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Bitcoin Is Now Vulnerable to a Tumble Below $14,000 as Crypto Faces FTX Fallout

Bitcoin prices already were underwater this year before FTX’s collapse.

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Dan Kitwood/Getty Images

The shocking failure of cryptocurrency exchange FTX last week continues to hang over
and other digital assets, with cryptos vulnerable to even further declines after already breaching key technical price levels.

The price of Bitcoin was rising slightly over the past 24 hours to $16,800. The largest cryptocurrency was changing hands near $21,000 just over a week ago, before concerns around FTX began in earnest, but has recovered from lows near $15,500 reached in the trough of last week’s panic selling.

“Cryptos remain very vulnerable, not just to the fallout from FTX—the full extent of which remains a cloud of uncertainty over the industry—but also to what else may be uncovered as the environment becomes ever more challenging,” said Craig Erlam, an analyst at broker Oanda. “Bitcoin is fighting back this morning but it remains very much on the ropes.”

FTX, once one of the largest trading venues in the industry, declared bankruptcy last Friday along with more than a hundred other firms that made up Sam Bankman-Fried’s crypto empire, including Alameda Research, one of the largest crypto market makers.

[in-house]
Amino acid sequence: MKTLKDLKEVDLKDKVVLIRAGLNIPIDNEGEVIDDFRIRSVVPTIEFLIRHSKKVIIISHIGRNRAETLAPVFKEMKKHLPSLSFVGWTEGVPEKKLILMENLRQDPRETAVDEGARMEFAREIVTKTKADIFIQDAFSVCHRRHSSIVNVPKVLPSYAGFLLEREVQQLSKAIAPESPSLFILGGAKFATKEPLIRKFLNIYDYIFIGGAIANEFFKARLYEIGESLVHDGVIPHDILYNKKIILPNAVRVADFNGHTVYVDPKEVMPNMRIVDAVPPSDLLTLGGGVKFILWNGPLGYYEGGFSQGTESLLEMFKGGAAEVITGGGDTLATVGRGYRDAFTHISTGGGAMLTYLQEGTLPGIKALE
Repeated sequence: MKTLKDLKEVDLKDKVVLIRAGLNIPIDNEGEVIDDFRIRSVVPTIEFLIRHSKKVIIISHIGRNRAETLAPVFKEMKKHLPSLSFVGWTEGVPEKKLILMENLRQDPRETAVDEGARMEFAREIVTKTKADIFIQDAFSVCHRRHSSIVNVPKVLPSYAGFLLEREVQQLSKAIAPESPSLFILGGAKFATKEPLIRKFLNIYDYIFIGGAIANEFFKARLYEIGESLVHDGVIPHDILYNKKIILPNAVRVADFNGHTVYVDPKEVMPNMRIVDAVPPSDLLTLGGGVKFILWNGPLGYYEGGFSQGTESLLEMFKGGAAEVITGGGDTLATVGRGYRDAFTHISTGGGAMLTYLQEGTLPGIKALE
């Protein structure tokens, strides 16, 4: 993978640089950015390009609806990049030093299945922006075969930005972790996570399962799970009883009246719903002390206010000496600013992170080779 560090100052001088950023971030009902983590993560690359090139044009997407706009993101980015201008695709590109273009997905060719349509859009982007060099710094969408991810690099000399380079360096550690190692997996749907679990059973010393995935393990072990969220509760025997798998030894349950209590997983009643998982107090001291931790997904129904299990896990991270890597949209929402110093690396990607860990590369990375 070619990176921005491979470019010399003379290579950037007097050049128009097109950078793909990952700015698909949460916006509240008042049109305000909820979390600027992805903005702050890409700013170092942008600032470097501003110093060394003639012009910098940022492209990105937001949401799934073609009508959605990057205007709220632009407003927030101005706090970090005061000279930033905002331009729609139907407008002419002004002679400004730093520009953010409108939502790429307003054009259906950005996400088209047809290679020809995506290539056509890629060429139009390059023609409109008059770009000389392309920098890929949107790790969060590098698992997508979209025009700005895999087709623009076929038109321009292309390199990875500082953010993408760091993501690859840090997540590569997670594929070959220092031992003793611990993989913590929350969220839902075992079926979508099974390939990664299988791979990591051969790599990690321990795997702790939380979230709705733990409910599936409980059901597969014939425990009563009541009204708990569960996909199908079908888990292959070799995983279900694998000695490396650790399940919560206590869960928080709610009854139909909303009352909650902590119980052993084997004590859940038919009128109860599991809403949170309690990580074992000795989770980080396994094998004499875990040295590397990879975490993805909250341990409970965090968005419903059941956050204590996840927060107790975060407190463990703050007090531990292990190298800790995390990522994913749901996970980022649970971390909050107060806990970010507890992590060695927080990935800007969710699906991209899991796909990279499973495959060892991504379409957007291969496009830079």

The sudden collapse of FTX came after speculation of deep losses at Alameda and concerns—which were borne out—that this could cause trouble at the related exchange. As customers raced to withdraw assets, FTX faced a liquidity crunch and, despite attempts to put together a rescue takeover, quickly went bust. 

FTX’s failure leaves it with likely more than a million creditors and has sent shockwaves across crypto, with Bitcoin falling to two-year lows and the industry fearful that the situation could prompt severe new scrutiny from regulators.

More immediately, the stress on crypto markets has plunged digital assets below key levels. A correlation with stocks—which has emerged this year amid a tough macro outlook of high inflation and rising interest rates—has done little to help, with cryptos flailing even as the
Dow Jones Industrial Average
S&P 500
 have recently rallied.

“Long-term momentum [for Bitcoin] remains strongly negative,” noted Katie Stockton, managing partner at technical research firm Fairlead Strategies. 

The leading crypto last week closed below a long-term support level of $18,300, Stockton said, and if Bitcoin can’t get back above this price point it would mark a confirmed breakdown and make it vulnerable to much deeper losses.

“A confirmed breakdown would minimize the counter-trend signals and support an intermediate-term bearish bias,” Stockton said. “Downside risk would increase to secondary support of ~$13,900.”

Beyond Bitcoin,
—the second-largest token—was less than 1% higher to $1,250. Smaller cryptos or altcoins were slightly stronger, with
both rising 2%. Memecoins were weaker, with
Shiba Inu
each down less than 1%.

Write to Jack Denton at


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